“When I’m calling you, ooh ooh ooh, ooh ooh ooh …”
On numerous occasions I have been called in to deal with low morale, high staff turnover, or jarring relationships in a workplace to discover that, at the root, there is one seriously unpleasant human being.

And then, reporting back to senior management, I sometimes hear, “Yeah, but he always makes his numbers” or “I hear what you’re saying Rowan, but his forecasting/trial balance/inventory tracking is always spot-on.”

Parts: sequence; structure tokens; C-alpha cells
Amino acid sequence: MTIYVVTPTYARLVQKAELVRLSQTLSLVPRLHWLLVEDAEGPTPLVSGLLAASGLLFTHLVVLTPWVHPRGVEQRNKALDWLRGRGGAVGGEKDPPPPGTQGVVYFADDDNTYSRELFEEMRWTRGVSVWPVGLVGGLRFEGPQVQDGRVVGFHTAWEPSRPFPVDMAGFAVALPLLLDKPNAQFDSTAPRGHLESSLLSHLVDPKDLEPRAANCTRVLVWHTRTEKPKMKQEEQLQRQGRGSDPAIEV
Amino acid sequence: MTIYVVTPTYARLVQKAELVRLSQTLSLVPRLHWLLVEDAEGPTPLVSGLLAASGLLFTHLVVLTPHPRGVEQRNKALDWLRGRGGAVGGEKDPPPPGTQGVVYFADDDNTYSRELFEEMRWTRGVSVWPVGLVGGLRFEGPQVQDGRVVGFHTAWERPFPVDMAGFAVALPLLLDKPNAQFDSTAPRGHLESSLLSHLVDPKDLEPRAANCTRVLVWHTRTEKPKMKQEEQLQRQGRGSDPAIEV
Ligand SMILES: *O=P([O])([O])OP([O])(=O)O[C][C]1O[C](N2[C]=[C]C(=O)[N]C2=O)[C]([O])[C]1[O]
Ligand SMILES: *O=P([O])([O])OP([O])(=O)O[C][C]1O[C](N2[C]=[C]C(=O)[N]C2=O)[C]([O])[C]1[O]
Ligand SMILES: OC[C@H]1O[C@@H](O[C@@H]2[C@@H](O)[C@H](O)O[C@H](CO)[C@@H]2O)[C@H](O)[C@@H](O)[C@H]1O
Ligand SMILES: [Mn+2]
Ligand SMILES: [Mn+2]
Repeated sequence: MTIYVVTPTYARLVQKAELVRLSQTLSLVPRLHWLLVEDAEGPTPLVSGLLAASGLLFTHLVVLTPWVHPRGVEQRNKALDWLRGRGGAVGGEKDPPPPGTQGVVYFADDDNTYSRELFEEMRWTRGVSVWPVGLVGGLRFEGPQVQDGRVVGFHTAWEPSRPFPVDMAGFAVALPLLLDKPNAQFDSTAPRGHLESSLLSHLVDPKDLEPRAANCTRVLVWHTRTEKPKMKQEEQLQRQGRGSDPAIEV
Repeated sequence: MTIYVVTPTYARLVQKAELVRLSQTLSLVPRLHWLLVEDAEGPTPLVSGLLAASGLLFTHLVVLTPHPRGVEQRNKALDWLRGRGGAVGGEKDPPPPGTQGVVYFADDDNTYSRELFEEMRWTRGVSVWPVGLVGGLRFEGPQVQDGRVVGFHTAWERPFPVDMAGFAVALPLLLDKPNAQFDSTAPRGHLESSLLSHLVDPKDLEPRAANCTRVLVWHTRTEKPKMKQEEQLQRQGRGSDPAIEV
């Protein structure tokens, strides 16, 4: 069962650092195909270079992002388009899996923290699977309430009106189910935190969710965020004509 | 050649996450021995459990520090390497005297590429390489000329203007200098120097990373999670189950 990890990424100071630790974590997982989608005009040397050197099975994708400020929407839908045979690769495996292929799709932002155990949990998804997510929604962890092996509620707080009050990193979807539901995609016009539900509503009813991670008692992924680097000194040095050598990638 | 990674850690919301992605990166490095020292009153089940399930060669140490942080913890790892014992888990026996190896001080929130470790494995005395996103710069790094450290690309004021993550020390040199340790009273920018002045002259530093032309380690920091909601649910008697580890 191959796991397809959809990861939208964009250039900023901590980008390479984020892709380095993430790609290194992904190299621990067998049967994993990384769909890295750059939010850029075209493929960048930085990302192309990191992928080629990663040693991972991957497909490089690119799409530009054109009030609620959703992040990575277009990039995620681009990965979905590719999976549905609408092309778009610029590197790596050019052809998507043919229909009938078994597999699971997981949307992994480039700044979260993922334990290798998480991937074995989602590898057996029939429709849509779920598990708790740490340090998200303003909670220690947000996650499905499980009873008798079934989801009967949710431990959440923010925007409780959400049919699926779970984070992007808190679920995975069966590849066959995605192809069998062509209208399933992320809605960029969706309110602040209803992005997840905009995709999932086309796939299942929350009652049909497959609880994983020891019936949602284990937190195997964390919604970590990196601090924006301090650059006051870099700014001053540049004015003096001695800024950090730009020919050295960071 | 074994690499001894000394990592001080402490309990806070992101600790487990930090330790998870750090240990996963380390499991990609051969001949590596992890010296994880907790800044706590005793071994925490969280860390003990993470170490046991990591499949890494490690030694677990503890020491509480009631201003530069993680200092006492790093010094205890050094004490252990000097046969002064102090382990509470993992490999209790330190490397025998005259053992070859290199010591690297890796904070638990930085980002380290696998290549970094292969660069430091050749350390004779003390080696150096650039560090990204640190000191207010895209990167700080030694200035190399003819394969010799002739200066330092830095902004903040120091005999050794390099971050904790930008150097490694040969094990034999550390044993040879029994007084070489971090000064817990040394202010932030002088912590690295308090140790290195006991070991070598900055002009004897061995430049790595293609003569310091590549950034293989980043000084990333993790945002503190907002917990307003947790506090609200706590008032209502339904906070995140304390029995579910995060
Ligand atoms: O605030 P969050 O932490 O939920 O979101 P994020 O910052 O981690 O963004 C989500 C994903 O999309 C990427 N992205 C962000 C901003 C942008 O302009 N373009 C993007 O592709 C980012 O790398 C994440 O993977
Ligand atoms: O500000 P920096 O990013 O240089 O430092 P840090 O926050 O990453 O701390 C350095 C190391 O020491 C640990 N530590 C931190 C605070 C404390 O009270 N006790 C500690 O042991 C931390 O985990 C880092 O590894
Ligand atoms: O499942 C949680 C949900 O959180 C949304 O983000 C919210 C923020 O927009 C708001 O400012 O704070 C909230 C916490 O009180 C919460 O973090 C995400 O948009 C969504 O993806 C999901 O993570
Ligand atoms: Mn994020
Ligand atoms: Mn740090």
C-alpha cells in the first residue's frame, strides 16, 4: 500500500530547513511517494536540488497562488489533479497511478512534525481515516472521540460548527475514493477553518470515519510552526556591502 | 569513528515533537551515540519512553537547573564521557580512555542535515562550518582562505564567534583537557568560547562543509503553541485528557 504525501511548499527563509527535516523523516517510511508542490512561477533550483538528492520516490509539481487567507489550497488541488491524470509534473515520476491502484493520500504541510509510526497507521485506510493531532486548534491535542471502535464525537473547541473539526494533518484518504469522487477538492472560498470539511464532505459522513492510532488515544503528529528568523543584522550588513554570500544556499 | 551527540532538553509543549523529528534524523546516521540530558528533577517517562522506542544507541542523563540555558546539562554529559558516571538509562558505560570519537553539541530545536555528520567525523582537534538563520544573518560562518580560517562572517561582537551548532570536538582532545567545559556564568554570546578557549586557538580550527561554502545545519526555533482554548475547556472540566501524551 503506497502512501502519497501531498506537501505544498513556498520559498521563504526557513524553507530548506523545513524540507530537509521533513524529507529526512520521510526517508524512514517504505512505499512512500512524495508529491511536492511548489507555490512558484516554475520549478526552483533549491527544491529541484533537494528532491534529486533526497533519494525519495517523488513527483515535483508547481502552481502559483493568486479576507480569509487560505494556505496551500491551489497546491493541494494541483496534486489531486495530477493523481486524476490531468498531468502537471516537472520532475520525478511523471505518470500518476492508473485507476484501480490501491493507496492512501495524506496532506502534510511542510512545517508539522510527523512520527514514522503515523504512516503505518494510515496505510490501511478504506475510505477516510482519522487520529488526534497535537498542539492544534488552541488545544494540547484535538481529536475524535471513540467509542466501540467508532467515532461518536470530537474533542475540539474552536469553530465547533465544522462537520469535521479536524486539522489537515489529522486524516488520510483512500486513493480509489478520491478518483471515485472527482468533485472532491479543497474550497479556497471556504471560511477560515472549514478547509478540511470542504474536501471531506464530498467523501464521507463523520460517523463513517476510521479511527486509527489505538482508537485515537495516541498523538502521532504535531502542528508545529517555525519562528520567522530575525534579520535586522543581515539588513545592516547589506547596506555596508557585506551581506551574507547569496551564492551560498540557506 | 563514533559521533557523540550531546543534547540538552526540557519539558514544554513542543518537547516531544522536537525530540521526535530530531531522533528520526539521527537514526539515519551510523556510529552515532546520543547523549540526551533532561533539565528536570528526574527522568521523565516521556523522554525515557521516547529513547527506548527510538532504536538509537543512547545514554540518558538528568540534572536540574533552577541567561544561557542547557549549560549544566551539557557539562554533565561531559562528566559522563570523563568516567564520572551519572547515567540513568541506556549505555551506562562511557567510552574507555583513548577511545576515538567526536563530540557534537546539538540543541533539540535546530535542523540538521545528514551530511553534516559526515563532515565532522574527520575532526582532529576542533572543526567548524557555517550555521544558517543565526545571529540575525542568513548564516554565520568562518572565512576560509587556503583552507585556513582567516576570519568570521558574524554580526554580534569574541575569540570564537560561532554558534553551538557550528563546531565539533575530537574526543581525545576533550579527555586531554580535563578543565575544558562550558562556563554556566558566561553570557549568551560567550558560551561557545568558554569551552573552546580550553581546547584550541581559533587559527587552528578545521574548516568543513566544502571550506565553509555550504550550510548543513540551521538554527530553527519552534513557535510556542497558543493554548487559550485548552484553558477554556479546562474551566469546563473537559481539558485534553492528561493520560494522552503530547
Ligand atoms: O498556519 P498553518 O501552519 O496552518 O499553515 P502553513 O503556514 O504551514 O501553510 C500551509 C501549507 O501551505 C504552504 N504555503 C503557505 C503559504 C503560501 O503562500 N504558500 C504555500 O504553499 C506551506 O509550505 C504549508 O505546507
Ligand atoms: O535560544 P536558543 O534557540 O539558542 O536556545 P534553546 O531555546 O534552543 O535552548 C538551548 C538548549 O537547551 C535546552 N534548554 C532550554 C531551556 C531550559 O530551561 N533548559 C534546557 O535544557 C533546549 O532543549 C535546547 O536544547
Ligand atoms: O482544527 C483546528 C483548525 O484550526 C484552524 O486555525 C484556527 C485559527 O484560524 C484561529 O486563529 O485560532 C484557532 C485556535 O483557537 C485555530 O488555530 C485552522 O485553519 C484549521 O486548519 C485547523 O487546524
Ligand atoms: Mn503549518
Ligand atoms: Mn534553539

I usually respond (a) by clarifying why I was called upon, You asked me to come and sort this problem out” and (b) by asking the senior manager to imagine a world where this seriously unpleasant human being has just been hit by a lump of the space station.

The problem with people like this is that they have been behaving this way for so long and have become so good at doing it, that it takes a very special, very committed manager to summon up the energy to deal with them head on.

Two takes on this familiar problem, both of which I loved. I give you Mr Roesler and Mr Godin.